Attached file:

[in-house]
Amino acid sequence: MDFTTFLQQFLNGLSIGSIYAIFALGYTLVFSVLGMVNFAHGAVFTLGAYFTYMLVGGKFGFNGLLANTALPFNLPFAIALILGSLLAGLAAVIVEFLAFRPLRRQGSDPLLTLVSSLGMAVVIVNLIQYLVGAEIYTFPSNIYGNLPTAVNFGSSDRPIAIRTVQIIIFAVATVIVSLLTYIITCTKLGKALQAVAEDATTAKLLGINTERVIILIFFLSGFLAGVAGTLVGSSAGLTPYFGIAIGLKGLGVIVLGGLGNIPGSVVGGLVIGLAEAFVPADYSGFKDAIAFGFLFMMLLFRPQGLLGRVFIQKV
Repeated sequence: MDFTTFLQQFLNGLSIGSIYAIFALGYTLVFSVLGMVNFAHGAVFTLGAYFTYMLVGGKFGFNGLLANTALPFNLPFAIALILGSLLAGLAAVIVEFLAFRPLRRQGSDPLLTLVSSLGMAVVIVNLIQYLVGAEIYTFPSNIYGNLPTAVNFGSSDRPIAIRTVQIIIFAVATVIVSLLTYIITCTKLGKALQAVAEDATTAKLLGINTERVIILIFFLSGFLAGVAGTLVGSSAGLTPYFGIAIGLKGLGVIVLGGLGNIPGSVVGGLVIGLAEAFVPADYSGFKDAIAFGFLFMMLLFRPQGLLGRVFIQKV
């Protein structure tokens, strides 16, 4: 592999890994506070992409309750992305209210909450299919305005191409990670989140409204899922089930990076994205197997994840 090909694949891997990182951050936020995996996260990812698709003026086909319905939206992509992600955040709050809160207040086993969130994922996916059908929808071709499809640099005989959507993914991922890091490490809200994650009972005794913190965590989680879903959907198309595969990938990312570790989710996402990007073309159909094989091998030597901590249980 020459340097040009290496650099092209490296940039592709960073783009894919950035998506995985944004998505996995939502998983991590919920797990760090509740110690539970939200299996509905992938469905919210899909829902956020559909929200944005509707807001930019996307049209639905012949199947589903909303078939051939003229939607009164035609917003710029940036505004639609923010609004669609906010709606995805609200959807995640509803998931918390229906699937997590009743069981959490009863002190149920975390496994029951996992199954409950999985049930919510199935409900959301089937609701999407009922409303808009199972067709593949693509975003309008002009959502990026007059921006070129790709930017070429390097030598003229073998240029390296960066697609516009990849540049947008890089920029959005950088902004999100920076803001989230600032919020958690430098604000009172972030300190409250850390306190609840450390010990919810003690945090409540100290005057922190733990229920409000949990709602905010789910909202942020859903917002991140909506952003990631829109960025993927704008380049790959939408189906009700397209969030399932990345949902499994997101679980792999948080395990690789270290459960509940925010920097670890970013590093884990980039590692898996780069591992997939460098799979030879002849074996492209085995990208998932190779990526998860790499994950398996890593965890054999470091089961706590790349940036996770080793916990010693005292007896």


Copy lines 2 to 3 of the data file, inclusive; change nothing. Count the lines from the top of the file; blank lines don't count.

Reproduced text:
Amino acid sequence: MDFTTFLQQFLNGLSIGSIYAIFALGYTLVFSVLGMVNFAHGAVFTLGAYFTYMLVGGKFGFNGLLANTALPFNLPFAIALILGSLLAGLAAVIVEFLAFRPLRRQGSDPLLTLVSSLGMAVVIVNLIQYLVGAEIYTFPSNIYGNLPTAVNFGSSDRPIAIRTVQIIIFAVATVIVSLLTYIITCTKLGKALQAVAEDATTAKLLGINTERVIILIFFLSGFLAGVAGTLVGSSAGLTPYFGIAIGLKGLGVIVLGGLGNIPGSVVGGLVIGLAEAFVPADYSGFKDAIAFGFLFMMLLFRPQGLLGRVFIQKV
Repeated sequence: MDFTTFLQQFLNGLSIGSIYAIFALGYTLVFSVLGMVNFAHGAVFTLGAYFTYMLVGGKFGFNGLLANTALPFNLPFAIALILGSLLAGLAAVIVEFLAFRPLRRQGSDPLLTLVSSLGMAVVIVNLIQYLVGAEIYTFPSNIYGNLPTAVNFGSSDRPIAIRTVQIIIFAVATVIVSLLTYIITCTKLGKALQAVAEDATTAKLLGINTERVIILIFFLSGFLAGVAGTLVGSSAGLTPYFGIAIGLKGLGVIVLGGLGNIPGSVVGGLVIGLAEAFVPADYSGFKDAIAFGFLFMMLLFRPQGLLGRVFIQKV